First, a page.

Food for the needy
This article first appeared in the Coffs Coast Advocate, 23.7.11
As food security moves up the political agenda, it’s important to remember that every person on the planet has a basic right to adequate food. In theory and in law, if not in practice, no-one should ever be hungry, or food insecure.
Australia is a signatory to the 1966 International Covenant on Social, Economic and Cultural Rights, which is the treaty that creates the right to food. Yet to date the Australian Government has not put in place any legal or institutional framework to guarantee the full enjoyment of this right to all the citizens of this country. It’s simply assumed that since we are an exporter of agricultural commodities, it follows automatically that the country is ‘food secure’.
But as I wrote last fortnight, at least 2 million Australians are food insecure; a number that is likely to rise if and when global economic turmoil finds its way to these shores.
In Coffs Harbour, staff at a number of these organisations have told me that demand for their services has doubled or more in the last few years. They point to big rent increases in the private rental sector in Coffs Harbour, together with a 10-year waiting list for social housing, as a major strain on the budgets of families and individuals with low incomes. Electricity and food price rises, car running costs and medical bills complicate life that much more.
As one manager said to me, ‘We often have people coming in with only $60 to last them a fortnight…it’s very, very hard. There’s a lot of people who are in the situation of depending on food assistance of one form or another more or less every fortnight or every other fortnight.’
The constant demand for the Uniting Church soup kitchen, run by Narelle Milton and her team of volunteers since the early 1990s, testifies to the depth of food insecurity in Coffs Harbour. From its modest beginnings, when Narelle and her helpers made the soup and sandwiches at home and served only a small handful of people, the kitchen is now a city institution.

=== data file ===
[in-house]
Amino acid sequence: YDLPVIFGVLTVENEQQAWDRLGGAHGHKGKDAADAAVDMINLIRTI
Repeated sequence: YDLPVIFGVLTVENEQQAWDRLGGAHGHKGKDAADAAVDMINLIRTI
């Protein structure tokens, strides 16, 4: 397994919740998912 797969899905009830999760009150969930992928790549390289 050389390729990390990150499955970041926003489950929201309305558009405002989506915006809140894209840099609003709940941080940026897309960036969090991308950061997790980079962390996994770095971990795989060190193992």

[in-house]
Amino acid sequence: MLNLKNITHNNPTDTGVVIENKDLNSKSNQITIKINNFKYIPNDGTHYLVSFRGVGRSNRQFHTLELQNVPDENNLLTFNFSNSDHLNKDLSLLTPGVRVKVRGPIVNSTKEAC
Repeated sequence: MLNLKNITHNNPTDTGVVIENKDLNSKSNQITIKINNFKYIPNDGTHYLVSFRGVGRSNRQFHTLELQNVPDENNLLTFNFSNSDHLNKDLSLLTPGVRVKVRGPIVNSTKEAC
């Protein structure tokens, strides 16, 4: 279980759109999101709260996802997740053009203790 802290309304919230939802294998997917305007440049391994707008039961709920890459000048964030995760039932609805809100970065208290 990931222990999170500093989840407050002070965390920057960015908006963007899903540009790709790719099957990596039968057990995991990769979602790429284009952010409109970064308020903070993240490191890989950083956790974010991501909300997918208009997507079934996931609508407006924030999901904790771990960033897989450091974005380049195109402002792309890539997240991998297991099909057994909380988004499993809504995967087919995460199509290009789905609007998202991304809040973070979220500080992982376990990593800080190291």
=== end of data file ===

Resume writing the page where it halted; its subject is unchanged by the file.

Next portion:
It now boasts an impressive commercial kitchen, with two large fridges, five freezers, a stainless steel dishwasher and, in Narelle’s words, ‘a remarkable stove’.
At the start, Narelle and her volunteers purchased all the food themselves. They still do, but over the years strong links have been forged with many in the broader community.
‘We’ve got bananas, people have an abundance of fruit and veggies, the farmers come in and give us their surplus; many others come in with half a ham, or some tea…we get lots of donations, especially at Christmas, though we could always use more’, says Narelle.
And in the past year the kitchen has begun to receive donations from Woolworths Food Rescue, which both helps with the lunches and allows the kitchen to make available food parcels to diners if they wish.
The kitchen is ‘open to all, it’s an open table, we do not sit in judgment’, says Narelle. It’s also more than just providing food for hungry people: ‘it’s a place for communion, for friendship’, says Narelle. ‘Somebody speaks to everybody each day, everybody’s included.’
Narelle places a lot of emphasis on restoring and enhancing the dignity of the diners. ‘That’s why we have tablecloths’, she says. ‘And we serve them, they do not have to line up.’
In 2009 Narelle received the Order of Australia in recognition of her years of service to the Coffs Harbour community. It was richly deserved, she is a remarkable woman.